Pfizer said this week it’s begun testing a third dose of its COVID vaccine and a new modified version to address variants for years to come.
Despite the purported 95% effectiveness of the Pfizer-BioNTech COVID-19 vaccine, Pfizer CEO Albert Bourla announced Thursday that the vaccine maker is testing a third dose of its vaccine in anticipation of annual booster shots.
In a press release, Pfizer stated its goal was to understand the effect of a booster on immunity against COVID caused by the circulating and newly emerging SARS-CoV-2 variants and to engage in ongoing discussions with the U.S Food and Drug Administration (FDA) and European Medicines Agency regarding a clinical trial to test a modified mRNA vaccine.
Pfizer director and board member Scott Gottlieb, who also served as former FDA commissioner in charge of vaccine approval, told CNBC the vaccine maker is exploring two paths to boost effectiveness of the COVID vaccine.
The first study will give 144 participants from the phase 1 clinical trial conducted last May a third lower-dosage of the current two-dose formulation. The second study involves testing a modified version of the existing vaccine designed to provide broad defense against a range of COVID mutations.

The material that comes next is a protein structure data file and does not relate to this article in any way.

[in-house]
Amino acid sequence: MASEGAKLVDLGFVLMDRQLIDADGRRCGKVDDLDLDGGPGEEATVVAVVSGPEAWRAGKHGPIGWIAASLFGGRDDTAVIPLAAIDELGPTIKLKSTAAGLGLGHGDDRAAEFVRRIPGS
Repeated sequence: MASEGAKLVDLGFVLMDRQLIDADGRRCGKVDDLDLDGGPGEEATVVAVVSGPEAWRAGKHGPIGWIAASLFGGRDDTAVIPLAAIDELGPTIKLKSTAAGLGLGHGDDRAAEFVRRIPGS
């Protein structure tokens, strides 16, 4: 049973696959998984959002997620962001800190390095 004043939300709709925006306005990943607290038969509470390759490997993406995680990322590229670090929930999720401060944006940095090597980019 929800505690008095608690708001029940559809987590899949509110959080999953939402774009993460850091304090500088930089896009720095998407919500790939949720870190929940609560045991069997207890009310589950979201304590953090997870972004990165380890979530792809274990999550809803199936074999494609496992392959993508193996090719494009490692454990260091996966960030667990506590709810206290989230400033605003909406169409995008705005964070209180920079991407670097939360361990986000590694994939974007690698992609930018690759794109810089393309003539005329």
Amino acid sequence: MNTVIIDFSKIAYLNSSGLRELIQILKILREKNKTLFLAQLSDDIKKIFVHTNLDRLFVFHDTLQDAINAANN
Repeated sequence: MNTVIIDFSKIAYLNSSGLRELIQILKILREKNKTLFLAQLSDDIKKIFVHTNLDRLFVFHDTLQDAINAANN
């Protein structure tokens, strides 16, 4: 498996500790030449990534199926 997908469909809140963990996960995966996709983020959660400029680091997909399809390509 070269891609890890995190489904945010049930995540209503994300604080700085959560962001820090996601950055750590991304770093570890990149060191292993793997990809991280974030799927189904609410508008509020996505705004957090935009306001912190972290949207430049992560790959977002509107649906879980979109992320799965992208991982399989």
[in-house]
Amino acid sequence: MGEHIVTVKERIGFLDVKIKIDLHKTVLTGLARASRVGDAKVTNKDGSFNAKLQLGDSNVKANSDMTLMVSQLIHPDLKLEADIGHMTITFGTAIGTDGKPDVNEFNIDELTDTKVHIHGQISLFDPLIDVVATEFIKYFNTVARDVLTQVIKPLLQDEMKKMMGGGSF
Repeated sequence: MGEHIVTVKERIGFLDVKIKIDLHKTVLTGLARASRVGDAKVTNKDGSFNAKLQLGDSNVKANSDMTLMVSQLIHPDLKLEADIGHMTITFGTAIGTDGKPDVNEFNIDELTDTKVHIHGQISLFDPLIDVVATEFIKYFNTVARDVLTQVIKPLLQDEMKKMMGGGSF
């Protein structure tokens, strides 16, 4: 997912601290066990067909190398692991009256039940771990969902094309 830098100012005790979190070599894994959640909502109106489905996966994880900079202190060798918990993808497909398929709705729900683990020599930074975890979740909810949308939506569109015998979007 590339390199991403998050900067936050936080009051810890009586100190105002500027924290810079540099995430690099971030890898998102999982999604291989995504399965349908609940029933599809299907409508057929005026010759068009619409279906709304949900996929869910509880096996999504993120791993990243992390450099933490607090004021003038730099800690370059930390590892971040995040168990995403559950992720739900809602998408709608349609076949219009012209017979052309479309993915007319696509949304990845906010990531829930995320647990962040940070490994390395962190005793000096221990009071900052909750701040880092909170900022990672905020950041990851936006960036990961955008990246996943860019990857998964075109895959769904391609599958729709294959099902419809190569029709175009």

Pfizer hopes to prepare for a potential rapid adoption of the vaccine to address new variants that will allow for the development of booster vaccines within weeks. This “regulatory pathway” is already established for other infectious diseases like influenza, said the vaccine maker.
Pfizer’s CEO hopes a third dose will boost the immune response even higher or will offer protection against COVID variants.
“Every year, you need to go to get your flu vaccine,” Bourla said. “It’s going to be the same with COVID. In a year, you will have to go and get your annual shot for Covid to be protected,” Bourla told NBC News.
The Pfizer-BioNTech COVID vaccine is not yet licensed by the FDA but has obtained Emergency Use Authorization (EUA) to prevent COVID-19 for use in ages 16 years and older. The emergency use of this vaccine is only authorized as long as “circumstances exist justifying the authorization of emergency use.”
The FDA has said it is willing to authorize booster shots based on small clinical trials, accepting data on how well vaccines prime the immune system rather than holding out for long-term safety and efficacy results on protecting against COVID-19.
Moderna is also bolstering its worldwide manufacturing capacity in anticipation of a sustained demand for COVID-19 boosters in the coming years. The company plans to test additional doses of their vaccine, booster shots and a new shot combined with its current vaccine as soon as regulators give the green light.